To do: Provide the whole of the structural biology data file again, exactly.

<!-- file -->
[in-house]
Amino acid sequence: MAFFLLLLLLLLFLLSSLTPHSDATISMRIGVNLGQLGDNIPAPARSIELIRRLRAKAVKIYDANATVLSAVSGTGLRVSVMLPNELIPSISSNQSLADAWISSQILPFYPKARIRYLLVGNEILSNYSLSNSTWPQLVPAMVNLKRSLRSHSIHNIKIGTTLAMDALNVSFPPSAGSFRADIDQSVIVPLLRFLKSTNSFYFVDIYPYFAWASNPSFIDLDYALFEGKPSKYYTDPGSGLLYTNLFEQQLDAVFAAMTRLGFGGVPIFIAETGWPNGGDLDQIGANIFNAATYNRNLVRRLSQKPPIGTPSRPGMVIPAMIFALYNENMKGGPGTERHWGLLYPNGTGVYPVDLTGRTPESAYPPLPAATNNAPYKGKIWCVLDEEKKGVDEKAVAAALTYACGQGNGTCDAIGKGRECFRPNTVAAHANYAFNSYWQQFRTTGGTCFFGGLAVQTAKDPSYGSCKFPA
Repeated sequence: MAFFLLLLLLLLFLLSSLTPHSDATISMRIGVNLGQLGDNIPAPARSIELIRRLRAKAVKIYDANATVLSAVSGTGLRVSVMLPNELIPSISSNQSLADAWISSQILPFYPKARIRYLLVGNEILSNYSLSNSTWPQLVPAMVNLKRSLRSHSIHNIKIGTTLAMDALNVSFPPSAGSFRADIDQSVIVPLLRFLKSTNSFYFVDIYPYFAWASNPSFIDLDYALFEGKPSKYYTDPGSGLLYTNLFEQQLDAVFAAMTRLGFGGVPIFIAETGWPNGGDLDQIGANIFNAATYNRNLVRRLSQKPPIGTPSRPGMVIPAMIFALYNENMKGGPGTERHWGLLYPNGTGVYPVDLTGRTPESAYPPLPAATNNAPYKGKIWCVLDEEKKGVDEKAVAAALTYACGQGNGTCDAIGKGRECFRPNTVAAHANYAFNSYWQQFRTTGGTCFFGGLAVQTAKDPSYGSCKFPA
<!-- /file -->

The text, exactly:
[in-house]
Amino acid sequence: MAFFLLLLLLLLFLLSSLTPHSDATISMRIGVNLGQLGDNIPAPARSIELIRRLRAKAVKIYDANATVLSAVSGTGLRVSVMLPNELIPSISSNQSLADAWISSQILPFYPKARIRYLLVGNEILSNYSLSNSTWPQLVPAMVNLKRSLRSHSIHNIKIGTTLAMDALNVSFPPSAGSFRADIDQSVIVPLLRFLKSTNSFYFVDIYPYFAWASNPSFIDLDYALFEGKPSKYYTDPGSGLLYTNLFEQQLDAVFAAMTRLGFGGVPIFIAETGWPNGGDLDQIGANIFNAATYNRNLVRRLSQKPPIGTPSRPGMVIPAMIFALYNENMKGGPGTERHWGLLYPNGTGVYPVDLTGRTPESAYPPLPAATNNAPYKGKIWCVLDEEKKGVDEKAVAAALTYACGQGNGTCDAIGKGRECFRPNTVAAHANYAFNSYWQQFRTTGGTCFFGGLAVQTAKDPSYGSCKFPA
Repeated sequence: MAFFLLLLLLLLFLLSSLTPHSDATISMRIGVNLGQLGDNIPAPARSIELIRRLRAKAVKIYDANATVLSAVSGTGLRVSVMLPNELIPSISSNQSLADAWISSQILPFYPKARIRYLLVGNEILSNYSLSNSTWPQLVPAMVNLKRSLRSHSIHNIKIGTTLAMDALNVSFPPSAGSFRADIDQSVIVPLLRFLKSTNSFYFVDIYPYFAWASNPSFIDLDYALFEGKPSKYYTDPGSGLLYTNLFEQQLDAVFAAMTRLGFGGVPIFIAETGWPNGGDLDQIGANIFNAATYNRNLVRRLSQKPPIGTPSRPGMVIPAMIFALYNENMKGGPGTERHWGLLYPNGTGVYPVDLTGRTPESAYPPLPAATNNAPYKGKIWCVLDEEKKGVDEKAVAAALTYACGQGNGTCDAIGKGRECFRPNTVAAHANYAFNSYWQQFRTTGGTCFFGGLAVQTAKDPSYGSCKFPA